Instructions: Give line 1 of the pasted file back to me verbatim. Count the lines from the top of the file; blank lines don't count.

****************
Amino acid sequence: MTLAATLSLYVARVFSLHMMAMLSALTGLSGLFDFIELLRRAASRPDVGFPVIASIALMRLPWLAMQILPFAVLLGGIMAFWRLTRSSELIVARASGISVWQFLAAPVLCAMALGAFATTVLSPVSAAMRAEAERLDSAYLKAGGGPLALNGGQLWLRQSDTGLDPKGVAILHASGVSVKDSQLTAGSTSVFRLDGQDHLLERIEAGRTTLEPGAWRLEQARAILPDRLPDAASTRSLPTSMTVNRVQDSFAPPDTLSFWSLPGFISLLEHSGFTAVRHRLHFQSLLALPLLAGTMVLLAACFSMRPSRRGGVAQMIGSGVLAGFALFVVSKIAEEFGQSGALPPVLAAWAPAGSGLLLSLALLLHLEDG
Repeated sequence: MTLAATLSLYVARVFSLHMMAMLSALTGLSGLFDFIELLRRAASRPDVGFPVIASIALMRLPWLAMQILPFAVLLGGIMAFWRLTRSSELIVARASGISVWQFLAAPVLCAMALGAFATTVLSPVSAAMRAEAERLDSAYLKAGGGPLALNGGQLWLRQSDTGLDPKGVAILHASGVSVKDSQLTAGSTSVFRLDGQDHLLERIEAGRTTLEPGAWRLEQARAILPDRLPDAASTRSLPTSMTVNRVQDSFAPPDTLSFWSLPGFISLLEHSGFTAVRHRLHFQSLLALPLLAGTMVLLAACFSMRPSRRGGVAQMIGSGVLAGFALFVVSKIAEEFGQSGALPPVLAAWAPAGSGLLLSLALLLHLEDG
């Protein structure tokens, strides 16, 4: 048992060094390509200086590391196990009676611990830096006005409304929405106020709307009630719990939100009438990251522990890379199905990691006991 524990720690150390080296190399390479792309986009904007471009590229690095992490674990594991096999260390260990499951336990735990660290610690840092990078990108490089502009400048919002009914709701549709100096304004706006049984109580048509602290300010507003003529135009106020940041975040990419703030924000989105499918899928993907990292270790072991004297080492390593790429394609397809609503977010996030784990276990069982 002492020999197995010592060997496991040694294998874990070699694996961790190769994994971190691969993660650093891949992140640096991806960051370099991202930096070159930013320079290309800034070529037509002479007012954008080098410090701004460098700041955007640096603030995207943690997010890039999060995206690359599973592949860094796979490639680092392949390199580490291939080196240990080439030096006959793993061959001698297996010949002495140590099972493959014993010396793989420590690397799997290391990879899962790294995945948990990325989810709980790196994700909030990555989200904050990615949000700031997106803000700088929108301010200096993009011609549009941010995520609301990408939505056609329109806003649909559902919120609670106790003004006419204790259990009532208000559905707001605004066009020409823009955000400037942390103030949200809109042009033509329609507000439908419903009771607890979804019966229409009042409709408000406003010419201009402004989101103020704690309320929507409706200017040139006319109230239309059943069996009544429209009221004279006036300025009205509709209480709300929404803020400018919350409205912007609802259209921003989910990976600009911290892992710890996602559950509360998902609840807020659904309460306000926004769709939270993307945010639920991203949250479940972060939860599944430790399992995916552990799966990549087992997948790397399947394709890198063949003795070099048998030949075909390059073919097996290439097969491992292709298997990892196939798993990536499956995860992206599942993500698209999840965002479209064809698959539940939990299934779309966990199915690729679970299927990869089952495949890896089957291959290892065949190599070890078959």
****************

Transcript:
Amino acid sequence: MTLAATLSLYVARVFSLHMMAMLSALTGLSGLFDFIELLRRAASRPDVGFPVIASIALMRLPWLAMQILPFAVLLGGIMAFWRLTRSSELIVARASGISVWQFLAAPVLCAMALGAFATTVLSPVSAAMRAEAERLDSAYLKAGGGPLALNGGQLWLRQSDTGLDPKGVAILHASGVSVKDSQLTAGSTSVFRLDGQDHLLERIEAGRTTLEPGAWRLEQARAILPDRLPDAASTRSLPTSMTVNRVQDSFAPPDTLSFWSLPGFISLLEHSGFTAVRHRLHFQSLLALPLLAGTMVLLAACFSMRPSRRGGVAQMIGSGVLAGFALFVVSKIAEEFGQSGALPPVLAAWAPAGSGLLLSLALLLHLEDG